Even as they move, all stuffed into a Jeep with cigarette smoke and tension, there is a calmness among them. Their journalistic isolation is established early on and assumed to serve as their protection. Bern, our protagonist and lone female for the majority of the narrative, is strong, respected, beautiful, an “everlasting firebrand.” We begin to believe so fully in her dominance of herself and her situation, that the story’s eventual turn is as devastating as it can possibly be. What we believe throughout the story is thrust into the light of the story’s setting, time period, cast of characters. Her strength dwindles as those who support her turn against her, as every bit of confidence she’s held in her own attractiveness turns against her in the end. It is a story of WWII, but also every human story of little hope and little time.
What I Wish I’d Written: “With the gravity of a religious ceremony, her tablemates flicked out fresh white napkins and veiled their faces with them. The porcelain girl held hers like a mantilla for a moment before she dropped it over her face. Bern did not: she watched, holding her breath, as each person reached for his own small bird and made it disappear behind the veil. For a long time, at least fifteen minutes, there were the wet sounds of chewing, small bones cracking, a lady’s voluptuous moan.”
“Further Interpretations of Real Life Events” by Kevin Moffett
In every collection, every anthology, there’s always one story that changes everything: The standards, your life, the way you think about yourself as a writer (oh, maybe that’s just me). For me, this was Moffett’s masterpiece, originally published in McSweeney’s. The narrator sorts through two kinds of fathers: His mentor and writing professor, and his actual father. The entire story is about the process of writing and of reading yourself in others’ stories, of communicating through non-fictions in the guise of fiction.
I hesitate to use the word meta in this case even though the writer’s talking about writing and reading and there are so many layers of non-fiction, fiction, memoir, that I eventually gave up and just read it as a story. He captures the struggle between writing personal truths into your fiction, the sometimes overwhelming inability to view your life in any other way than a part of a bigger story you’re responsible for writing. It can be lonely writing so many tiny worlds,but imagine the loneliness and frustration a writer feels when he can’t turn those same edits on real life. The narrator experiences this in his own life, recollecting a trip to an amusement park soon after his mother died: “I cringe when I remember this day. I want to revise everything. I want to come down with food poisoning, or lose a couple of fingers on the Raptor, something to mar the flawless good time I was having. Now I have to mar it in memory, I have to remember it with a black line through it.”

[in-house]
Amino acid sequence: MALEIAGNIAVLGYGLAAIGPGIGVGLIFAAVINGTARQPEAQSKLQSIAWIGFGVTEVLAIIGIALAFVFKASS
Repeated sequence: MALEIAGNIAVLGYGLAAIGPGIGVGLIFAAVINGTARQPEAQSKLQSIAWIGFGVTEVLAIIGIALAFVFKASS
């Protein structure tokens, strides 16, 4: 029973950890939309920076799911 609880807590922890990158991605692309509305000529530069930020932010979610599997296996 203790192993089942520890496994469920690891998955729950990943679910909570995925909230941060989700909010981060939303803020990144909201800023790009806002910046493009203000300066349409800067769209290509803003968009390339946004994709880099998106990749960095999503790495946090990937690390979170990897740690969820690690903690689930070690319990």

Moffett does such a flawless job; any characteristics of the story that could be labeled – meta or otherwise – fling off these labels with such force that we’re almost embarrassed to have named them in the first place. The narrator and his father are such complete characters, with a nuanced conflict that resists outbursts and tears and goes straight for the jugular. Moffett elicits emotion and vulnerability without ever going near it. Hands down, my favorite story of the collection.
What I Wish I’d Written: “I quit writing for a few weeks and went out into the world. I visited the airport, the beach, a fish camp, a cemetery, a sinkhole. I collected evidence, listened, tried to see past my impatience to the blood-radiant heart of things. I saw a man towing a woman on the handlebars of a beach cruiser. They were wearing sunglasses. They were poor. They were in love. I heard one woman say to another: Everyone has a distinct scent, except me. Smell me, I don’t have any scent.”